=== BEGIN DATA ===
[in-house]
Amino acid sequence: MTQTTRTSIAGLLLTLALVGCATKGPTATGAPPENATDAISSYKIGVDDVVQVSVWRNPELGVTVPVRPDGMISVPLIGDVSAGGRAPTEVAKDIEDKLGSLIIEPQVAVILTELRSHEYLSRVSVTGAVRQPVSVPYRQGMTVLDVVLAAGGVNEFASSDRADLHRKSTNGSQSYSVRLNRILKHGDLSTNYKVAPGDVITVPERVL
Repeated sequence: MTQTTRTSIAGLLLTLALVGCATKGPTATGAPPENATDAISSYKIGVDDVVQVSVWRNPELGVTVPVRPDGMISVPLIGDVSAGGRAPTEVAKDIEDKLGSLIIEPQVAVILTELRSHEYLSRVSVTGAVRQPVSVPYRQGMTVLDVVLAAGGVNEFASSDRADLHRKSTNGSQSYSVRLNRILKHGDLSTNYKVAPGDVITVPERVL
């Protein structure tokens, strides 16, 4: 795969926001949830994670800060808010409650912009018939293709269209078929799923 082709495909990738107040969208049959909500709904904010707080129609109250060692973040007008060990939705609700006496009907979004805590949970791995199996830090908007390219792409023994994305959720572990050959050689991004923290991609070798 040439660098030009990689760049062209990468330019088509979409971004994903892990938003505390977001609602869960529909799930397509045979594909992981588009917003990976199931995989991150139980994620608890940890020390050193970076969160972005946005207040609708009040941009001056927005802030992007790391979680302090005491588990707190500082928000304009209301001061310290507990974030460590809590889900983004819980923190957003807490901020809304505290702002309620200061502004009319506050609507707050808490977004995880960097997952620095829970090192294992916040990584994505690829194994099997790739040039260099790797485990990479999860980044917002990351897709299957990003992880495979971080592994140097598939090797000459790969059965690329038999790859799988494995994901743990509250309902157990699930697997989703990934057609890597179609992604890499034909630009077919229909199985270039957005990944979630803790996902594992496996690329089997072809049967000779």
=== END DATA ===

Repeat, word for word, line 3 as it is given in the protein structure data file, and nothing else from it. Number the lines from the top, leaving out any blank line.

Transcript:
Repeated sequence: MTQTTRTSIAGLLLTLALVGCATKGPTATGAPPENATDAISSYKIGVDDVVQVSVWRNPELGVTVPVRPDGMISVPLIGDVSAGGRAPTEVAKDIEDKLGSLIIEPQVAVILTELRSHEYLSRVSVTGAVRQPVSVPYRQGMTVLDVVLAAGGVNEFASSDRADLHRKSTNGSQSYSVRLNRILKHGDLSTNYKVAPGDVITVPERVL